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Restaurant industry must minimize food waste

Ailish Herrmann
The restaurant industry is one of the most significant contributors to food waste in the U.K. Restaurants have thrown away tons of edible foods, negatively impacting our environment and society.

At the end of my meal at my local pizza restaurant, I got up from my chair and watched as the kitchen door revealed a worker throwing away cartons of milk, slightly bruised fruits, and loaves of bread. The bags of food kept filling up, and I was horrified at how much food was being thrown away.

This was one of many restaurants that are making an effort to help in the global fight against food waste, exposing the industry’s ignorance and dismissal of drastic environmental consequences.

According to GreenMatch a restaurant in the U.K. can waste up to 25,000 to 75,000 pounds of food per year. The magnitude of food waste significantly contributes to the world’s ever-growing landfills which have detrimental effects on both the environment and society. According to the World Wildlife Fund, most discarded food ends up in landfill sites, where it rots and releases the greenhouse gas methane – a massive contributor to global warming. Approximately 7% of greenhouse gas emissions caused by humans could be eliminated if food waste stopped. With both world hunger and rising atmospheric and ocean temperatures, waste is an increasingly prevalent problem. Therefore, it is essential that restaurants begin to make an effort to prevent it.

Moreover, the production of lost or unused food in the U.S. causes the same amount of emissions as 32.6 million cars, according to WWF. The restaurant industry and aspiring service industry workers must be aware of the significant contribution of waste to climate change. They must realize that their profits should not take precedence over a worldwide issue, so food wastage can be stopped and restaurants’ contribution to the ever-growing climate crisis can decrease.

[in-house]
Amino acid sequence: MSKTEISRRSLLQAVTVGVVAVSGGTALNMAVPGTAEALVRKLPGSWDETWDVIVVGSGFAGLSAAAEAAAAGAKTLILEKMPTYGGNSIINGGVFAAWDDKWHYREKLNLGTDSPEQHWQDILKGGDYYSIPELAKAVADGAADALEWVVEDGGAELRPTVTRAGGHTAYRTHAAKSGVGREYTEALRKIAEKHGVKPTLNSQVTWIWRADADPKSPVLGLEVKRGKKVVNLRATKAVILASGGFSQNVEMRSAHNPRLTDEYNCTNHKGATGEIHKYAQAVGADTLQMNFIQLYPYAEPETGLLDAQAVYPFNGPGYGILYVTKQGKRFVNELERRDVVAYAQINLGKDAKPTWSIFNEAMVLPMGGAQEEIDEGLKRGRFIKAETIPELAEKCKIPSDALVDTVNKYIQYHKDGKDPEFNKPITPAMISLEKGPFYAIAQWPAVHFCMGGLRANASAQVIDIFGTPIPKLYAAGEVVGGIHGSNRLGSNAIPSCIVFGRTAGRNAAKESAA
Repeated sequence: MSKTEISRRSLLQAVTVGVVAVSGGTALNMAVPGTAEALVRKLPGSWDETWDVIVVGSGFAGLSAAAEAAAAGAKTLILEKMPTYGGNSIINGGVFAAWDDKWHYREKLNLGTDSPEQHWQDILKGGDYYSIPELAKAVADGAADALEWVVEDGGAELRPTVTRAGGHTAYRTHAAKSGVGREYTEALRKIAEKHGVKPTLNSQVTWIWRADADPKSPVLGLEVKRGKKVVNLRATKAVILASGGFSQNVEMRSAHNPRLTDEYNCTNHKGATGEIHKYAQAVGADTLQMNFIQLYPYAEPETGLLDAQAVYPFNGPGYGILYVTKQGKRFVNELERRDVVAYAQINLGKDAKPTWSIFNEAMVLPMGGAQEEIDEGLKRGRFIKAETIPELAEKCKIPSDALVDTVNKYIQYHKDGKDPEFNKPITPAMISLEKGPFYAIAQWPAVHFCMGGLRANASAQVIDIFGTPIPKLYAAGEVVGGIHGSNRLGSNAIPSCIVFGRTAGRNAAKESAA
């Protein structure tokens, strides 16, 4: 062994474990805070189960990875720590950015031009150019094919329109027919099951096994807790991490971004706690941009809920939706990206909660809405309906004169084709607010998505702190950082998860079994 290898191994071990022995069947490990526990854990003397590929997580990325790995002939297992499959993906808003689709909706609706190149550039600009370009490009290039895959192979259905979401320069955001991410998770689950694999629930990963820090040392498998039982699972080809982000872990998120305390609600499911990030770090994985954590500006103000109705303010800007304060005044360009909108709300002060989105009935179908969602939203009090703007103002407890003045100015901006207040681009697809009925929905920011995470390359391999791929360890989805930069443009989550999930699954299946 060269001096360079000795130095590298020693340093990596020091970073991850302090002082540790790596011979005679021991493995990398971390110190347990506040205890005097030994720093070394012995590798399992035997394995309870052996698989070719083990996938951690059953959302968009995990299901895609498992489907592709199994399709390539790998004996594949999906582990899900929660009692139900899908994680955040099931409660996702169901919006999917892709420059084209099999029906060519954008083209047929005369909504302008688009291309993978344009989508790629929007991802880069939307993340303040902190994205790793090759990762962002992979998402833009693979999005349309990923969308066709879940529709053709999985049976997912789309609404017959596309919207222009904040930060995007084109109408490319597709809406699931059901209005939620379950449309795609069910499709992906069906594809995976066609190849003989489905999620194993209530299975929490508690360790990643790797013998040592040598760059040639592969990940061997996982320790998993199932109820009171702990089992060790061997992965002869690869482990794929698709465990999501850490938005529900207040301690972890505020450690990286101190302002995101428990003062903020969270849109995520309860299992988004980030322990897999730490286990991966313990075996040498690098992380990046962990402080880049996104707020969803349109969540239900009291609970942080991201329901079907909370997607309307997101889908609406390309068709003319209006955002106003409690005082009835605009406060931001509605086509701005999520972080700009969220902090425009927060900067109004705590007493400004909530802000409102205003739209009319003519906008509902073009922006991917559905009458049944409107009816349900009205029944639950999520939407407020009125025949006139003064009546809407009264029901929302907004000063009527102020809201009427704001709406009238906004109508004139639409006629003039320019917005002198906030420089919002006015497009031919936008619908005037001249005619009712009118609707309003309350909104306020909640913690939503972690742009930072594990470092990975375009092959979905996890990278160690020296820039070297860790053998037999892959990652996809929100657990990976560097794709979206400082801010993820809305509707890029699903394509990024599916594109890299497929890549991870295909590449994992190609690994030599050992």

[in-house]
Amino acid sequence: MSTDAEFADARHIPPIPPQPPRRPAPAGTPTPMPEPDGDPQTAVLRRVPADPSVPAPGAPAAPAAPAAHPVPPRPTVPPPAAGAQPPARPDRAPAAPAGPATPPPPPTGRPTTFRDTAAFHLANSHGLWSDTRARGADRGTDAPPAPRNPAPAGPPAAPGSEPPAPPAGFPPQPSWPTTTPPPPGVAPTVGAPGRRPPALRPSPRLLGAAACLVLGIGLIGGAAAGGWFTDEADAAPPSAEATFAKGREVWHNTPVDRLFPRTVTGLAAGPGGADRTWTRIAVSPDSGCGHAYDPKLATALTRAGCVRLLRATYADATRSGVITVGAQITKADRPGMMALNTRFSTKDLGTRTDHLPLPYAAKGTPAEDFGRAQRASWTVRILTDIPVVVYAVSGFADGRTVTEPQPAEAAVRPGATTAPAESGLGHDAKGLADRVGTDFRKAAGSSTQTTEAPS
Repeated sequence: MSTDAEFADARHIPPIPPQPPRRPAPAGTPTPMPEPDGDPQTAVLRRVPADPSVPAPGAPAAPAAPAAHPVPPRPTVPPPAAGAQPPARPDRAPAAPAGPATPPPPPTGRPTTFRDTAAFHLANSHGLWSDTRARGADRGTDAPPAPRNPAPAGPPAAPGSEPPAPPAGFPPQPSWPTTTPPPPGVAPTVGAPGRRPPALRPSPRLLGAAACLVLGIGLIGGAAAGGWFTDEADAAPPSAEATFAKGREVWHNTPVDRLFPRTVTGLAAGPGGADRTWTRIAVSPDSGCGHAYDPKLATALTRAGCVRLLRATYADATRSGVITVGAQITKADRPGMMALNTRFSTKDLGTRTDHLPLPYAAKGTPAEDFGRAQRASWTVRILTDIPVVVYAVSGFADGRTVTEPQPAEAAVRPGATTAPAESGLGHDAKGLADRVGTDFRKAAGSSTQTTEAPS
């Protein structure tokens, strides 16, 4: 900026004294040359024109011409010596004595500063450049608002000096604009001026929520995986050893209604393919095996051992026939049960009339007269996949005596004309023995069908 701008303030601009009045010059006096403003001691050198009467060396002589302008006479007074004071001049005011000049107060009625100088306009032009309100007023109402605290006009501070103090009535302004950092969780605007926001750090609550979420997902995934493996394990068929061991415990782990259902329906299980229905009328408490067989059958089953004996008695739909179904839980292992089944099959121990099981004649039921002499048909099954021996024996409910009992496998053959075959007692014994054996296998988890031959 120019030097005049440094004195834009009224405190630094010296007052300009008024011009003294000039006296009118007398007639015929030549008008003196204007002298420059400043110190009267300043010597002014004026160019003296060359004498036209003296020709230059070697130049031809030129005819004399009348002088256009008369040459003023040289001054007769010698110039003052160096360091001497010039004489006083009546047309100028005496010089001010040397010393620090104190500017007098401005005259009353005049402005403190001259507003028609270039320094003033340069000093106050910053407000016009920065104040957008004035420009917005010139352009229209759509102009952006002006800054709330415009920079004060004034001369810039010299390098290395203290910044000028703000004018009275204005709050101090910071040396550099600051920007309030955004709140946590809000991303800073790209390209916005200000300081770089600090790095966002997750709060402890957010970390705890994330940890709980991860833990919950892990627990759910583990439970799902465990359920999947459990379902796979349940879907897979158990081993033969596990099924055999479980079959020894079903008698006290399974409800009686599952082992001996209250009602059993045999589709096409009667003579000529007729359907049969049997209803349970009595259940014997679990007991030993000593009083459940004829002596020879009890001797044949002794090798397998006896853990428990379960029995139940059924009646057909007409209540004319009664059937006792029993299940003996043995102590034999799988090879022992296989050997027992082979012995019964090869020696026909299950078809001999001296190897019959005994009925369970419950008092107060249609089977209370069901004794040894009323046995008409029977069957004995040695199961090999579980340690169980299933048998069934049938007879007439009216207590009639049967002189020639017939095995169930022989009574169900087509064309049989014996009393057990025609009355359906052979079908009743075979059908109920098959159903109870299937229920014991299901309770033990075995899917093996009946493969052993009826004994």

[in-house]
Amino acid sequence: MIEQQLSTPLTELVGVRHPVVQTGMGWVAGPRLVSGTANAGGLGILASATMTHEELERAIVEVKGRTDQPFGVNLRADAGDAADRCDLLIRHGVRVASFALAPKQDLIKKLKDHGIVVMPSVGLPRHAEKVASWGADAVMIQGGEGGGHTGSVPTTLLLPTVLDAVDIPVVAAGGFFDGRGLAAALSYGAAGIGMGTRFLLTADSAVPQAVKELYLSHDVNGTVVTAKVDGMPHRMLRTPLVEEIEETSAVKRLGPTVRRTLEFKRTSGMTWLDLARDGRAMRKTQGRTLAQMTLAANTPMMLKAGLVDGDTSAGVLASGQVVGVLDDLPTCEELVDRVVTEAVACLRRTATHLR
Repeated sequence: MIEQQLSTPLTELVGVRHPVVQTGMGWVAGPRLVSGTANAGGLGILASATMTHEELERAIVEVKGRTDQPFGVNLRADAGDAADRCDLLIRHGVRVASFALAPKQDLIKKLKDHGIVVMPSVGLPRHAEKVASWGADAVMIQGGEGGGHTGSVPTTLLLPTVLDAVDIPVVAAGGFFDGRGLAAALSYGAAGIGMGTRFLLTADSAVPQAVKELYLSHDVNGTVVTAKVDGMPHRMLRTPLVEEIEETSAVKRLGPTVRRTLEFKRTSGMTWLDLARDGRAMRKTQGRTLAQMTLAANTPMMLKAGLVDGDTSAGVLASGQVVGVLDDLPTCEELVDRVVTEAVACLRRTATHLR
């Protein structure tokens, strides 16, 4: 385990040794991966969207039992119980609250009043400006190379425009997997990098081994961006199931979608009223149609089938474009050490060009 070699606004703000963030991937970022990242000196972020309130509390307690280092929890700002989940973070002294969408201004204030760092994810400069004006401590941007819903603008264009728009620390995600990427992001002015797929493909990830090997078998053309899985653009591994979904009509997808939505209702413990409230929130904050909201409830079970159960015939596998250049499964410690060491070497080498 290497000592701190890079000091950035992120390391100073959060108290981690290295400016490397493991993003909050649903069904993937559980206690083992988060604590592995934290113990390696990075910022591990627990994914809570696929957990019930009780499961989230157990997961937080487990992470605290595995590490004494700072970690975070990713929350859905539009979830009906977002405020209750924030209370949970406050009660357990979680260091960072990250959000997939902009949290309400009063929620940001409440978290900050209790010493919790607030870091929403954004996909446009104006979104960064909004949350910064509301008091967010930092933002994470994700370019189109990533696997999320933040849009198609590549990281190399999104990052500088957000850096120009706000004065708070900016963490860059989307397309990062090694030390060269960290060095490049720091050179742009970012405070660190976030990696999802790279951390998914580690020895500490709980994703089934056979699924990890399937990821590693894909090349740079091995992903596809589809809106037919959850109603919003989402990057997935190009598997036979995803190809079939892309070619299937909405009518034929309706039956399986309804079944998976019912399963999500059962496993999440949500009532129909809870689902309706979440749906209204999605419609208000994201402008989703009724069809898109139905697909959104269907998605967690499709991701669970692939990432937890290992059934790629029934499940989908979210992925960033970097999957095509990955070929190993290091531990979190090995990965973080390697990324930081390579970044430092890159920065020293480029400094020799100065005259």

Minimizing food waste would not only benefit the environment but also the profits of restaurants because wasted food represents lost profits. According to Waste Managed, food waste collectively costs restaurants in the U.K., £682 million annually. Restaurants that are not attentive to their purchases of surplus food later end up wasting it.

Restaurants buy too much food, causing it to end up unused. By implementing effective food waste reduction strategies, restaurants can cut costs and improve their financial sustainability. These savings could be used to be invested in other areas of the business, such as improving food quality or expanding menu options.

Restaurants are also overproducing food due to high demand or overestimated portion control. Too often, I witness and contribute to food waste at restaurants due to the portion sizes of the meals I am ordering being too big, and I am not able to finish all of the food. When restaurants serve far too much food for their customers to eat, customers leave large portions of their meals untouched, ultimately wasting what is left on the plate.

While food is being wasted in abundance, many people worldwide go hungry. According to Thin Ink, enough food is produced globally for 1.5x the world’s population, yet it is not distributed properly, and around 828 million people around the world are starving. Restaurants are throwing away food that is still edible, which could be given to people in need. According to Business Waste, the U.K. throws away around 9.5 million tons of food waste annually while 8.4 million people in the U.K. are in food poverty. One way the restaurant industry can minimize wasting food is to redirect suitable food to those in need through numerous associations such as food banks and shelters.

Furthermore, the amount of anti-food waste guidelines is disappointing and fails to address the climate crisis. Restaurants have few legal limitations surrounding food waste. According to Don’t Waste Services, food waste in restaurants is loosely regulated by the Environmental Act of 2021. This legislation aligns with the U.K. government’s dedication to eliminating waste being sent to landfills. Despite this effort, the U.K.’s annual food waste average has not changed since 2018.

By embracing a commitment to curb food waste, the restaurant industry can not only enhance its sustainability but also actively participate in global initiatives aimed at tackling food waste challenges. Restaurants must proactively combat food waste by prioritizing monitoring stock inventories, avoiding excessive product purchases, attuning to consumer habits, and aligning their stock procurement accordingly.

It is time for restaurants to view minimizing food waste as not just a policy but a responsibility: one that benefits their business as well as the entire world.

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About the Contributor
Ailish Herrmann, Media Team
Ailish Herrmann ('26) is a member of the Media Team of The Standard in Advanced Journalism.

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